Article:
On January 16, 1814, Charles Carroll of Carrollton wrote to his son-in-law Robert Goodloe Harper. His letter rejected Baltimore’s burgeoning optimism for a quick end to the war with England:
“Till Bonaparte is defeated so as to be forced to relinquish all his conquests and to make peace, or what would be more desirable till death rids the world of the tyrant, I am persuaded no peace will take place between this country and England.”
Carroll retired from public life in 1801—a public life that included signing the Declaration of Independence in 1776 and nearly 20 years in the Maryland State Senate. Retirement did little to slow Carroll’s correspondence. He spent the winter of 1813-1814, living at Doughoregan near Ellicott City and wrote often to Harper worrying over the mismanagement of his farm near Annapolis and the events of the war.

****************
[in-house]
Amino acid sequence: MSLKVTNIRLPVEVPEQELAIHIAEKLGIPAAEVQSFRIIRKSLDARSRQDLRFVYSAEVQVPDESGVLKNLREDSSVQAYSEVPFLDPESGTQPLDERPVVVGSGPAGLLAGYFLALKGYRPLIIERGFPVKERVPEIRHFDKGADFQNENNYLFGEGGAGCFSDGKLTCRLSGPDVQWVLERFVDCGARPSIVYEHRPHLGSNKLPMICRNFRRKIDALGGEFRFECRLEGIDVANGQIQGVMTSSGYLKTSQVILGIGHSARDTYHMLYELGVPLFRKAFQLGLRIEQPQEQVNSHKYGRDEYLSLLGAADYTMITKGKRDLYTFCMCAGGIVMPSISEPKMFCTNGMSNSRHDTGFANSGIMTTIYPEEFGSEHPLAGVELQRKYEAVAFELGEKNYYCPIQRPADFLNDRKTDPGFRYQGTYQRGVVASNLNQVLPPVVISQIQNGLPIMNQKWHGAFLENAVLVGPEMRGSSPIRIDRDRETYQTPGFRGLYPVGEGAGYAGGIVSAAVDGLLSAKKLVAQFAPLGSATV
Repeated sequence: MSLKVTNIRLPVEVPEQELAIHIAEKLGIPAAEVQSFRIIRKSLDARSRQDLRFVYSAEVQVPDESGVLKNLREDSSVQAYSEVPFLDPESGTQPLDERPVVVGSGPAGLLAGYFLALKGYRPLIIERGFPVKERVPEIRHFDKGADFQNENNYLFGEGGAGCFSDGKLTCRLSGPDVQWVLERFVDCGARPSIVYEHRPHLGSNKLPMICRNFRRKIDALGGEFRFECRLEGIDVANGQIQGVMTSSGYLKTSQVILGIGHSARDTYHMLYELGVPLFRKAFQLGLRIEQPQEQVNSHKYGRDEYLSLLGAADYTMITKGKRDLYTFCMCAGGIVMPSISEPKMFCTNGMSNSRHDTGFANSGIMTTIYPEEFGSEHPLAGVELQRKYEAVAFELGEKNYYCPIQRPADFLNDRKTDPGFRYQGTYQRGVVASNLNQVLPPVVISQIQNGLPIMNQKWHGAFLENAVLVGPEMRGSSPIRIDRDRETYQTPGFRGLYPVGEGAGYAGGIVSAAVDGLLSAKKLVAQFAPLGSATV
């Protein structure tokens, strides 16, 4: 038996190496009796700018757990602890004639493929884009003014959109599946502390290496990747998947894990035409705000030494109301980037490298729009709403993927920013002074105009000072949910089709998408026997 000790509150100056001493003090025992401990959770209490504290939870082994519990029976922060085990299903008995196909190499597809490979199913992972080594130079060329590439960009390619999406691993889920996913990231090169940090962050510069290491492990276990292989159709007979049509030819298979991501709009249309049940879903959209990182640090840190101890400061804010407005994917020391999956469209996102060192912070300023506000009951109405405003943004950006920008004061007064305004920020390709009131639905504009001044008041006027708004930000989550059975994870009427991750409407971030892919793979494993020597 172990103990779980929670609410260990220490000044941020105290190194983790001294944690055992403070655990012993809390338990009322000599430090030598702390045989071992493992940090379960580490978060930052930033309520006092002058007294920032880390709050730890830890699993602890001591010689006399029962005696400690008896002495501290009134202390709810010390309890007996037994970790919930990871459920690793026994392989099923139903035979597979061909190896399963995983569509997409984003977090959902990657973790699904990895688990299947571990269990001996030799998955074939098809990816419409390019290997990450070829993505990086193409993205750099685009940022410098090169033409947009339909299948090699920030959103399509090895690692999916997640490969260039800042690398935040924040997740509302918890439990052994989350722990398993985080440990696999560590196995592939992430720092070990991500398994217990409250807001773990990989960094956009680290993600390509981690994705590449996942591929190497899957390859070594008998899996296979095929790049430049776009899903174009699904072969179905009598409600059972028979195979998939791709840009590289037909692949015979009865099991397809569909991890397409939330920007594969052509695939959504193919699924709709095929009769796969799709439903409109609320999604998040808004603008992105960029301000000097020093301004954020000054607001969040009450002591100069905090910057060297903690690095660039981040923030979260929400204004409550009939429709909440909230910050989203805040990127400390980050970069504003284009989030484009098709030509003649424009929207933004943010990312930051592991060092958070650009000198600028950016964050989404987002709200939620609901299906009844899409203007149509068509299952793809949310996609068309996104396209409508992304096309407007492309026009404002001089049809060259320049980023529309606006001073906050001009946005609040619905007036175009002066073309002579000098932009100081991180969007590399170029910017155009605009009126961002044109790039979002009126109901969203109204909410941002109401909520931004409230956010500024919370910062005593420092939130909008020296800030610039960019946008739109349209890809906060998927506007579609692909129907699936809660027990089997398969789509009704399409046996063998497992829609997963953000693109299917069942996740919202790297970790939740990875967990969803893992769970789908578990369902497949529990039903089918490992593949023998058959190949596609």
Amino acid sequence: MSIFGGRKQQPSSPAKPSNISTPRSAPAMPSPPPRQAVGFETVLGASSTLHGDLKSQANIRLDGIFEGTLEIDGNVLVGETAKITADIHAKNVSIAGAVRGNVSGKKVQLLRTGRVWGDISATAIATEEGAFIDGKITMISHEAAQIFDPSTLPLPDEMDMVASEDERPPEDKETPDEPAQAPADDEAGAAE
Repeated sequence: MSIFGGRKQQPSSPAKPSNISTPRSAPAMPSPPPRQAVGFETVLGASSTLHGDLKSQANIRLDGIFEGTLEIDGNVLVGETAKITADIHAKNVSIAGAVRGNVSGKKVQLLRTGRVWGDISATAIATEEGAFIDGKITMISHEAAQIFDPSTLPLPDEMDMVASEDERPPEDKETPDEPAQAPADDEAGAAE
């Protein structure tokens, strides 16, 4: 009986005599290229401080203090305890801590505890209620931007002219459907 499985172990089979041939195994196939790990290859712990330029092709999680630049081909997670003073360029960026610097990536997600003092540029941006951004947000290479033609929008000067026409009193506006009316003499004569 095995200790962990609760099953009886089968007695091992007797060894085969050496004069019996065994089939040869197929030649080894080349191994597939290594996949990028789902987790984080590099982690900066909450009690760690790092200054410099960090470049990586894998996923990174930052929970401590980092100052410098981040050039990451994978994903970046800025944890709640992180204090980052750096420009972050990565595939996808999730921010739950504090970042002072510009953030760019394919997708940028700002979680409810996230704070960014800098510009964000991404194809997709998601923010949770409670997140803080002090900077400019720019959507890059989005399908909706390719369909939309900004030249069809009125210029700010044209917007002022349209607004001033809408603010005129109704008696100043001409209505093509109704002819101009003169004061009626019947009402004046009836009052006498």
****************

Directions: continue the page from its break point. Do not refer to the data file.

Source: Rowland, Kate Mason. 1898. The Life of Charles Carroll of Carrollton, 1737-1832: With His Correspondence and Public Papers. G.P. Putnam’s Sons.